Although certain transfusion risks are eliminated by the use of autologous blood, clerical errors may still occur. In addition, because of differences in donor selection criteria and donor-patient expectations, the consequences of certain errors may be different in autologous and allogeneic donations.
In January 1996, autologous donation error rates in Canada from 1989 to November 1995 were estimated by 1) a detailed questionnaire sent to hospitals supplied by the Canadian Red Cross, Blood Services, Transfusion Center of Quebec at Montreal autologous donation program (n = 31), 2) a review of that institution's quality assurance non-compliance reports, and 3) a detailed questionnaire sent to other Canadian Red Cross centers with autologous donation programs (n = 16) and hospital-based autologous programs in Canada (n = 3). The total number of autologous donations collected was determined from Canadian Red Cross annual reports and information supplied by hospital-based programs.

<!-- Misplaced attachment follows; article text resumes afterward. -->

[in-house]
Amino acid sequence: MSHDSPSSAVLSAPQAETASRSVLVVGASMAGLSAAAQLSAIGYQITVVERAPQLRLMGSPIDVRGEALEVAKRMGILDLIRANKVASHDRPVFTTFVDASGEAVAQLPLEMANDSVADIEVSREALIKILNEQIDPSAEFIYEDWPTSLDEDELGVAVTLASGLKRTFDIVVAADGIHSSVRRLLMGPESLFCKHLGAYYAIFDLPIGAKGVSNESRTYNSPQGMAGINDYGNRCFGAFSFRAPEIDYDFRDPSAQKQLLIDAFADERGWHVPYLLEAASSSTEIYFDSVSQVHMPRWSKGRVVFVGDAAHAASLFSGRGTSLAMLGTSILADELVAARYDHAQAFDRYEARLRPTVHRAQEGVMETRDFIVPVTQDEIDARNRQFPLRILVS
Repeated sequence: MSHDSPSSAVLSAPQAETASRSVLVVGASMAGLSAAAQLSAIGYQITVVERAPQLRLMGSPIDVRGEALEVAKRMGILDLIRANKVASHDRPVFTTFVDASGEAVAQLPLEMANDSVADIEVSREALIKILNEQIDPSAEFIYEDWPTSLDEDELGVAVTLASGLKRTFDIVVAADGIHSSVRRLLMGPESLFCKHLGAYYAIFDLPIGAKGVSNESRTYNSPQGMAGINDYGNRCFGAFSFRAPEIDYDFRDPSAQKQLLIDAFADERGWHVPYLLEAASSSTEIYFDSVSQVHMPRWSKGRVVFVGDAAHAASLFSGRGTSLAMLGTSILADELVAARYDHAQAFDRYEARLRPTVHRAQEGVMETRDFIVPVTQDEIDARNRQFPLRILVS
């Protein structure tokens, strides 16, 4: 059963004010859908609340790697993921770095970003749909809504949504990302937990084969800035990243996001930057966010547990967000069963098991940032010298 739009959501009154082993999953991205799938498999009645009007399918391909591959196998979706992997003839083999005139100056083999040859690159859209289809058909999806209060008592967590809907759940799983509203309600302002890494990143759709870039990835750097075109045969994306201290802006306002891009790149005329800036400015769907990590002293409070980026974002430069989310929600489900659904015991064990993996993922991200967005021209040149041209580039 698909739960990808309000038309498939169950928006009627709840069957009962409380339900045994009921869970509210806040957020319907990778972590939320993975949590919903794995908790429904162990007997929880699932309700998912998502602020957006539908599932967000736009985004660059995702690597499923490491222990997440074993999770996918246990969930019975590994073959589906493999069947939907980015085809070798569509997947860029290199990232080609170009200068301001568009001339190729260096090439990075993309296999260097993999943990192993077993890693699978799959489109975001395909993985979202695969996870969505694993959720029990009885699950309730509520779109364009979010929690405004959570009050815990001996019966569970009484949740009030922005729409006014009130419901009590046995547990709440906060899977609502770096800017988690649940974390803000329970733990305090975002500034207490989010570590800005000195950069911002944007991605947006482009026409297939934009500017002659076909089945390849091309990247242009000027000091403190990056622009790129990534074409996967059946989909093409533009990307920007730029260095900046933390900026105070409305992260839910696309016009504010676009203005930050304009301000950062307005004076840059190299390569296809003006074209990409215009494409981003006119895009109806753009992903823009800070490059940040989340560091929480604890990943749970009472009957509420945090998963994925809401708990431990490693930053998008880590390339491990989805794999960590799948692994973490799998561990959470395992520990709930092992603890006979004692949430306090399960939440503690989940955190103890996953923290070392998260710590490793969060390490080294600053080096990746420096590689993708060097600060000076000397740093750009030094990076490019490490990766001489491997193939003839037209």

There were 113 errors reported for 16,873 units collected by the Montreal center (1/149 units) based on collection center and hospital data. The most frequent errors were the late receipt of units for surgery (25% of errors) or the receipt of units in the wrong hospital (23%). Other Canadian programs reported 166 errors for approximately 53,500 units collected (1/322 units). However, this figure was based mainly on collection center, and not hospital, data. The most frequent errors were in labeling (48%) and component preparation (25%). One unit of autologous fresh-frozen plasma was transfused to the wrong recipient. Errors were more frequent if components were produced, if units were drawn in hospitals for interhospital transfer, or it units were shipped between Red Cross centers.
Errors are not infrequent in autologous donation programs. Autologous transfusion should not be considered as being without risk.